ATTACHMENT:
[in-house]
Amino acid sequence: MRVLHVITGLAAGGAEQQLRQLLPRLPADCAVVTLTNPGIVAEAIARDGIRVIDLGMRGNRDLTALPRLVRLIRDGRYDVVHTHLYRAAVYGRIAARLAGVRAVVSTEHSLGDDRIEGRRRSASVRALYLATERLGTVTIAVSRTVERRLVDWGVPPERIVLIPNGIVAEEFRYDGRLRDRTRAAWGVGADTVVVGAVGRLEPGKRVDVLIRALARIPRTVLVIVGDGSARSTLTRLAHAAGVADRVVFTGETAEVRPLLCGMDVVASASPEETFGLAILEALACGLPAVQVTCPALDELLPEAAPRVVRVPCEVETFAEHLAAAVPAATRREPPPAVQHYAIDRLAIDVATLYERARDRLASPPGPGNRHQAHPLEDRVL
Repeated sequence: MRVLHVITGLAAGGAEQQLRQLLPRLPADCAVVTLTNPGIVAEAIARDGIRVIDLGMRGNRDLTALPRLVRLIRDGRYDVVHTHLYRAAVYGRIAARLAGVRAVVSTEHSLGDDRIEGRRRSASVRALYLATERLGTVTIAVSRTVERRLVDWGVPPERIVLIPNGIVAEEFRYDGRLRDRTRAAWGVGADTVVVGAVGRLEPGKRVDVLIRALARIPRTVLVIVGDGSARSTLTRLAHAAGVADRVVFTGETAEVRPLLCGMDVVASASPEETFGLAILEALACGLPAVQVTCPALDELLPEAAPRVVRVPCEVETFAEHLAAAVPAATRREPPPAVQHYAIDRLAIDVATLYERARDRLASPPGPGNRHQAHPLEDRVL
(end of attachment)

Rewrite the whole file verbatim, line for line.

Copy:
[in-house]
Amino acid sequence: MRVLHVITGLAAGGAEQQLRQLLPRLPADCAVVTLTNPGIVAEAIARDGIRVIDLGMRGNRDLTALPRLVRLIRDGRYDVVHTHLYRAAVYGRIAARLAGVRAVVSTEHSLGDDRIEGRRRSASVRALYLATERLGTVTIAVSRTVERRLVDWGVPPERIVLIPNGIVAEEFRYDGRLRDRTRAAWGVGADTVVVGAVGRLEPGKRVDVLIRALARIPRTVLVIVGDGSARSTLTRLAHAAGVADRVVFTGETAEVRPLLCGMDVVASASPEETFGLAILEALACGLPAVQVTCPALDELLPEAAPRVVRVPCEVETFAEHLAAAVPAATRREPPPAVQHYAIDRLAIDVATLYERARDRLASPPGPGNRHQAHPLEDRVL
Repeated sequence: MRVLHVITGLAAGGAEQQLRQLLPRLPADCAVVTLTNPGIVAEAIARDGIRVIDLGMRGNRDLTALPRLVRLIRDGRYDVVHTHLYRAAVYGRIAARLAGVRAVVSTEHSLGDDRIEGRRRSASVRALYLATERLGTVTIAVSRTVERRLVDWGVPPERIVLIPNGIVAEEFRYDGRLRDRTRAAWGVGADTVVVGAVGRLEPGKRVDVLIRALARIPRTVLVIVGDGSARSTLTRLAHAAGVADRVVFTGETAEVRPLLCGMDVVASASPEETFGLAILEALACGLPAVQVTCPALDELLPEAAPRVVRVPCEVETFAEHLAAAVPAATRREPPPAVQHYAIDRLAIDVATLYERARDRLASPPGPGNRHQAHPLEDRVL